Joshua E. Bush grew up around travel – his parents had owned a travel agency since the mid-1980s – but he never intended to enter the family business. When his parents’ business migrated toward luxury travel, it got harder for Bush to ignore the industry’s allure.
In 2006 he stopped trying to resist. Today he is vice president of Park Avenue Travel in Swarthmore, Penn.
Bush brought fresh ideas to the business. These included new ways of marketing – like social media and Facebook. Facebook is simply the modern world’s version of word of mouth marketing, Bush told Travel Market Report.
It’s an effective one at that. Park Avenue Travel’s Facebook activity generates 5% to 10% of new business, attracting bookings the agency might never have seen otherwise.
The Approach: “Our business grew by word of mouth and referral, and social media is essentially the way of word of mouth and referral of this decade.”
The Strategy: “Our agents use individual pages, as opposed to one company Facebook page and one company entity. We’ve found this has been most effective on a personal level (though we’ve slowly started a company page).
“The inherent nature of a social network is to be social, and in that way you are relating with friends and family and other like-minded individuals, and the best way to do that is on a one-to-one type of level.”
Friends, Not Fans: “Our agents are socializing with their sphere of influence – so friends, family, in many cases their clients and suppliers as well.”
To Do, or Not to Do: “The business perspective has to be: what is the actual revenue at the end of the day that this activity has generated? Does it make sense? If not, it’s a big time-waster. Yes, it’s a lot of fun and it’s a great way to stay in contact with lots of people, but it also has to have some sort of measurable quotient at the end of it.”
Tangible ROI: “The tangible side of it is finding new clients and new relationships – new business that is generated because someone says, ‘Wow, I saw that and I want to do that.’”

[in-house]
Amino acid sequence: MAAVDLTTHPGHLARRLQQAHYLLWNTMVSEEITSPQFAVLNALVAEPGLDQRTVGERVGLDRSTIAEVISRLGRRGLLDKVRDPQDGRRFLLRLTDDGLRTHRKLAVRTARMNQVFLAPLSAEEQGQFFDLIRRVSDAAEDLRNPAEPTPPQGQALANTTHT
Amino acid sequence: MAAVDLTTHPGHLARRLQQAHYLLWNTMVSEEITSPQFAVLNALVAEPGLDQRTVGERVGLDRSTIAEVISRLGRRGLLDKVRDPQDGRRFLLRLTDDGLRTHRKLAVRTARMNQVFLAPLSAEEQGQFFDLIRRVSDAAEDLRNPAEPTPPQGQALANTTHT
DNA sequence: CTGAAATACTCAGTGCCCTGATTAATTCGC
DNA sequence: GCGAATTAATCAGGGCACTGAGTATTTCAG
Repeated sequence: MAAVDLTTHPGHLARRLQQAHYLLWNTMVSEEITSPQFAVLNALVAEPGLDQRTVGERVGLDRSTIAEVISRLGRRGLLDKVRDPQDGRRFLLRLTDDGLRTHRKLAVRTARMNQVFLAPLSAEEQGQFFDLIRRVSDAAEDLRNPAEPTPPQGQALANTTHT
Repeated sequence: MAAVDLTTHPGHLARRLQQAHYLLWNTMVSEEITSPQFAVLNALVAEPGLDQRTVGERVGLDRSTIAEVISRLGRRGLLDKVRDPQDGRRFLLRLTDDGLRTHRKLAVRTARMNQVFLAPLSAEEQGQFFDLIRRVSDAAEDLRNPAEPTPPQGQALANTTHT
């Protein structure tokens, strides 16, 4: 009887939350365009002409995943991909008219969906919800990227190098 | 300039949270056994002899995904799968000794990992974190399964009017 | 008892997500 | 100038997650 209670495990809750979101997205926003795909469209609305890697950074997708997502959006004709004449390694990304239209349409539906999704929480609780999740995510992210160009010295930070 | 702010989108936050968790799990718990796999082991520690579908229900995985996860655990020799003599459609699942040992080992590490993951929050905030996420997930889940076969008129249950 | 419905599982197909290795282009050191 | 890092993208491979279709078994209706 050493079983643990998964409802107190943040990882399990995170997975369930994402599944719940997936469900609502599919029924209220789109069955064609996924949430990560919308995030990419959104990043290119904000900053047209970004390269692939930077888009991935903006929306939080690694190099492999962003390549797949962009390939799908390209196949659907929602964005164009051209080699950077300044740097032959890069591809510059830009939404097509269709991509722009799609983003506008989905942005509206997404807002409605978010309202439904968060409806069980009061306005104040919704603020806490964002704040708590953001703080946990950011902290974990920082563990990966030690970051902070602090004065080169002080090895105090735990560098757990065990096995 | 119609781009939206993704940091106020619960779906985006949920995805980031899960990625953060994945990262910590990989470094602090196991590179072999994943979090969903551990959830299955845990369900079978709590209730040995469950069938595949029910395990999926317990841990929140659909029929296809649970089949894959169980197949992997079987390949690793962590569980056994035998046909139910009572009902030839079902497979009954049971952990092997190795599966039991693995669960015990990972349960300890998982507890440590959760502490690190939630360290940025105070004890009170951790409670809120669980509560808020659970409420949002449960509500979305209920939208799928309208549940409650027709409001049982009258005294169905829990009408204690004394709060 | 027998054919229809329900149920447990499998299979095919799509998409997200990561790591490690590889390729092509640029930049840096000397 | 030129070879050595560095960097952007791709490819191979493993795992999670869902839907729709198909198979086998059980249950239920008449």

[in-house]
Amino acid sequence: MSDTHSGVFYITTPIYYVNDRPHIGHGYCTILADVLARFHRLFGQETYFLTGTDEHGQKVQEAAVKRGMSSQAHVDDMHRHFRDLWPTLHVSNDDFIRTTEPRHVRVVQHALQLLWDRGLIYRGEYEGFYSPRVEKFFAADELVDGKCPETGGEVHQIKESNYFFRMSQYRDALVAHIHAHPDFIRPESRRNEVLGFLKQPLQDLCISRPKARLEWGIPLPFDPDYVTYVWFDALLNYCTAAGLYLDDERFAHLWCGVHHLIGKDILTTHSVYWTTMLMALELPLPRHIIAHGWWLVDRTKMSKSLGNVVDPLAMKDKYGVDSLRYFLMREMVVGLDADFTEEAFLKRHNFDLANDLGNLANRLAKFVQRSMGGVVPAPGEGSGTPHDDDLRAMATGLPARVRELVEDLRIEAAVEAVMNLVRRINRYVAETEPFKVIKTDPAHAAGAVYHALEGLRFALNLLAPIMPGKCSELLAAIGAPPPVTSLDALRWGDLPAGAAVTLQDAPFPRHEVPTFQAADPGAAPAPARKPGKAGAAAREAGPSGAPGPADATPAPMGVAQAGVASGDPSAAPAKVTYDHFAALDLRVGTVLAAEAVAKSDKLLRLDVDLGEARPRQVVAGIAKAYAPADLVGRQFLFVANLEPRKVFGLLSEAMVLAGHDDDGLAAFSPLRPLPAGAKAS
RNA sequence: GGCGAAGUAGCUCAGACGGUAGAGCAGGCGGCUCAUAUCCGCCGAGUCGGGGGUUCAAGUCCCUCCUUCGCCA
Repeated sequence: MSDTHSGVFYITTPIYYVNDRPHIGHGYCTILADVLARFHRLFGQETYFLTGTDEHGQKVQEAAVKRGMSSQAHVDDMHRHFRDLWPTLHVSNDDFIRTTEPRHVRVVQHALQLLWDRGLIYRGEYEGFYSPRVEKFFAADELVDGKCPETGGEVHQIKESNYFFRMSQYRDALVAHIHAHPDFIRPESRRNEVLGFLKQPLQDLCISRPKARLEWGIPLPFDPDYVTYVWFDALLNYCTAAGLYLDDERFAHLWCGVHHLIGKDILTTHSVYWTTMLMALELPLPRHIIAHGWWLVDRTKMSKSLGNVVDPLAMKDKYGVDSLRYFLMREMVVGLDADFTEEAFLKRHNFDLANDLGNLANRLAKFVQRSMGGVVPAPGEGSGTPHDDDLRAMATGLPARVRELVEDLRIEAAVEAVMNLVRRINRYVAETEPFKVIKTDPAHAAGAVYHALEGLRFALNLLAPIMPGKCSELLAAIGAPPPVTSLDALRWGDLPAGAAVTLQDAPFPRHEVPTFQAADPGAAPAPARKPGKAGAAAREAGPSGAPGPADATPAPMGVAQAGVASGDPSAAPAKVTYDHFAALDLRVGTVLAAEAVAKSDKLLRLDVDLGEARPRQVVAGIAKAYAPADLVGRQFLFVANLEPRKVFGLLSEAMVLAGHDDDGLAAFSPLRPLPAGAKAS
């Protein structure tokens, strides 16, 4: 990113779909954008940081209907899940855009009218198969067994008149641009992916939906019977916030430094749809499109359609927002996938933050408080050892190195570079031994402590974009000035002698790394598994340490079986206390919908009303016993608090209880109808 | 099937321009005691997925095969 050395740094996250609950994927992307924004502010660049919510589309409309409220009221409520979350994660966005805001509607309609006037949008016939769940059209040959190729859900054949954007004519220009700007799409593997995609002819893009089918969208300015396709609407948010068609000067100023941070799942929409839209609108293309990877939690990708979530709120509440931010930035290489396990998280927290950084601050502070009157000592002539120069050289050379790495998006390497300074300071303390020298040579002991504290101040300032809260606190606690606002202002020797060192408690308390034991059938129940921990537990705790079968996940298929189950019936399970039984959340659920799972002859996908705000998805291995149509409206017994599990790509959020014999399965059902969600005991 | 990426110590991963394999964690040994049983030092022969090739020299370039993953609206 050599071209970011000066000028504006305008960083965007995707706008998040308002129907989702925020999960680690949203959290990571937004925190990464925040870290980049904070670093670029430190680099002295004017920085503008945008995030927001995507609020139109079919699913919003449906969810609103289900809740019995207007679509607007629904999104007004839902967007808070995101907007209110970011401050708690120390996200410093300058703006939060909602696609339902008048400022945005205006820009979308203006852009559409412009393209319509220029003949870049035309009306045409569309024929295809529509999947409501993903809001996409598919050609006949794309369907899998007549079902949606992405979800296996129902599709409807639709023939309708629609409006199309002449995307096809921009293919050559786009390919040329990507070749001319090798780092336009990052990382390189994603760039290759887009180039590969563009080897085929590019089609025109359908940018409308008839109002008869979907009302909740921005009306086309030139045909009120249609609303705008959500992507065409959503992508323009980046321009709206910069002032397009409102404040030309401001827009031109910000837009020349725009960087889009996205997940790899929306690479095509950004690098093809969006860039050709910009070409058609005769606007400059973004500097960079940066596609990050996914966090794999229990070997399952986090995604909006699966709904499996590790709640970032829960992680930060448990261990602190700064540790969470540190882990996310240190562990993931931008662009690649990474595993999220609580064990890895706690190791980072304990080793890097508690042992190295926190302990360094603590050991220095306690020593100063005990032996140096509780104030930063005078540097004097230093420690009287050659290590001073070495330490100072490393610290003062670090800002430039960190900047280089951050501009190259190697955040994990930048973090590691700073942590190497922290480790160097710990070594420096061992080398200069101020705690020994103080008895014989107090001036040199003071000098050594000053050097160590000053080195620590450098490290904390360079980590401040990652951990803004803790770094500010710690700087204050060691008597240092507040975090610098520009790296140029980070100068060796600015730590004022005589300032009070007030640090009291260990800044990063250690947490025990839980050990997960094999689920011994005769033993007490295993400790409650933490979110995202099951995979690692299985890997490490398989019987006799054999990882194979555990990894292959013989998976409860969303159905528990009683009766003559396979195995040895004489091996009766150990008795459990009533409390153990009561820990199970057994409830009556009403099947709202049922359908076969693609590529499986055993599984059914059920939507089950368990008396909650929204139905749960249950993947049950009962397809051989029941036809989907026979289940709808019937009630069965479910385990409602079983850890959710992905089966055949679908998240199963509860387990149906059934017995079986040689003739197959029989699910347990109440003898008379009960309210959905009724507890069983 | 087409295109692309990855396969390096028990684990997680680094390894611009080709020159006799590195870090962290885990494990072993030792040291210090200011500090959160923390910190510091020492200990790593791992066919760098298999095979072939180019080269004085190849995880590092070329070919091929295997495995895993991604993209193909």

Reaching Gens X & Y: “It’s not our main source of new clients or referrals, but it is big for generating new business, especially [with] Generation X and Generation Y, who originally thought travel agents were dead and extinct, and are now seeing, through what I’m doing and what my colleagues are doing, the value that we bring to the table.”
Intangible ROI: “Reinforcement of what I’m personally doing and what our agents are personally doing in their travels and their bookings is out there [on Facebook] as a constant reminder. It takes 12 impressions in order to make a buying decision, so it’s just another way in which we can continue to make impressions in people’s minds.”
Building Supplier Relationships: “We utilize Facebook and Twitter as tools not just with clients but with our suppliers. So often this business is based on friendships and being able to pick up the phone and say, ‘I have a client that wants to visit you and they need XYZ that is special or unique or exclusive.’
“In some cases there might be a problem. It’s far easier to call a friend and start off the conversation with, ‘Hey, I saw that your son Tim won the big soccer game this weekend,’ so you have that rapport. Then you can go into the business at hand and say, ‘Mr. and Mrs. Smith have a big problem with their room.’”
Describing Through Video: “We’re slowly utilizing YouTube more with videos of specific products or events or experiences that can only be described through video.
“The ability to use evocative images creates an emotion and a desire within people to say, ‘That’s really cool; I want to do that.’ It’s one thing if you just type a status update, but with the ability to share photos and videos we’ve seen an uptick in people that have said, ‘That’s something I want to do.”
Link Logic: “YouTube houses the videos, then we use the link from YouTube in the Facebook page. From a best practice standpoint, if you just embed the video in Facebook, only Facebook users can see it. If you put the video in YouTube and then link to it from Facebook, Facebook users and YouTube users can see it. You get a broader audience.”
Success Stories: “I had a friend from college and we had been Facebook friends forever. She said, ‘You’ve been everywhere, it sounds like your company is really fantastic; I want you guys to plan our trip to Costa Rica.’
“Also an African safari came out of Facebook. My mother is one of our agents and she had a number of African safari photos that were up on her page. A friend of hers who had been looking at her photos contacted her and said she had always wanted to go on safari. That got the dialogue going.”
The business perspective has to be: what is the actual revenue at the end of the day that this activity has generated? Does it make sense? If not, it’s a big time-waster.
Joshua E. Bush, Park Avenue Travel